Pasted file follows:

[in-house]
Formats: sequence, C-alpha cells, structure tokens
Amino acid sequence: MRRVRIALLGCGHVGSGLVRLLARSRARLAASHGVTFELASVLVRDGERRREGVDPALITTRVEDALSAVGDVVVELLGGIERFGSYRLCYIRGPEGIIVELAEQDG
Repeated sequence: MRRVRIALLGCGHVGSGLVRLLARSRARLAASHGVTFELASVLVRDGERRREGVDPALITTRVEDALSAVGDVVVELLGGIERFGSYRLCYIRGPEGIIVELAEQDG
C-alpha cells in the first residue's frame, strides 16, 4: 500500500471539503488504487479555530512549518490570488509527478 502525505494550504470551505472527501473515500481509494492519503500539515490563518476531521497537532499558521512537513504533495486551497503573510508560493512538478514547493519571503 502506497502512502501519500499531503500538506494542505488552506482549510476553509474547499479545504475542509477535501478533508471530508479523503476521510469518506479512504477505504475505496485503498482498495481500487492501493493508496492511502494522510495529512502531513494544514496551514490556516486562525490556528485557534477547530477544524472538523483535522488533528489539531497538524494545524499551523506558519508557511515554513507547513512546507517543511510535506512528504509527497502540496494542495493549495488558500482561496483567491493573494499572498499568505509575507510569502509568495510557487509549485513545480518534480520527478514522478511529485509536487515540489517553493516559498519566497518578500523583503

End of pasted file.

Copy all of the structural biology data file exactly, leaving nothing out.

[in-house]
Formats: sequence, C-alpha cells, structure tokens
Amino acid sequence: MRRVRIALLGCGHVGSGLVRLLARSRARLAASHGVTFELASVLVRDGERRREGVDPALITTRVEDALSAVGDVVVELLGGIERFGSYRLCYIRGPEGIIVELAEQDG
Repeated sequence: MRRVRIALLGCGHVGSGLVRLLARSRARLAASHGVTFELASVLVRDGERRREGVDPALITTRVEDALSAVGDVVVELLGGIERFGSYRLCYIRGPEGIIVELAEQDG
C-alpha cells in the first residue's frame, strides 16, 4: 500500500471539503488504487479555530512549518490570488509527478 502525505494550504470551505472527501473515500481509494492519503500539515490563518476531521497537532499558521512537513504533495486551497503573510508560493512538478514547493519571503 502506497502512502501519500499531503500538506494542505488552506482549510476553509474547499479545504475542509477535501478533508471530508479523503476521510469518506479512504477505504475505496485503498482498495481500487492501493493508496492511502494522510495529512502531513494544514496551514490556516486562525490556528485557534477547530477544524472538523483535522488533528489539531497538524494545524499551523506558519508557511515554513507547513512546507517543511510535506512528504509527497502540496494542495493549495488558500482561496483567491493573494499572498499568505509575507510569502509568495510557487509549485513545480518534480520527478514522478511529485509536487515540489517553493516559498519566497518578500523583503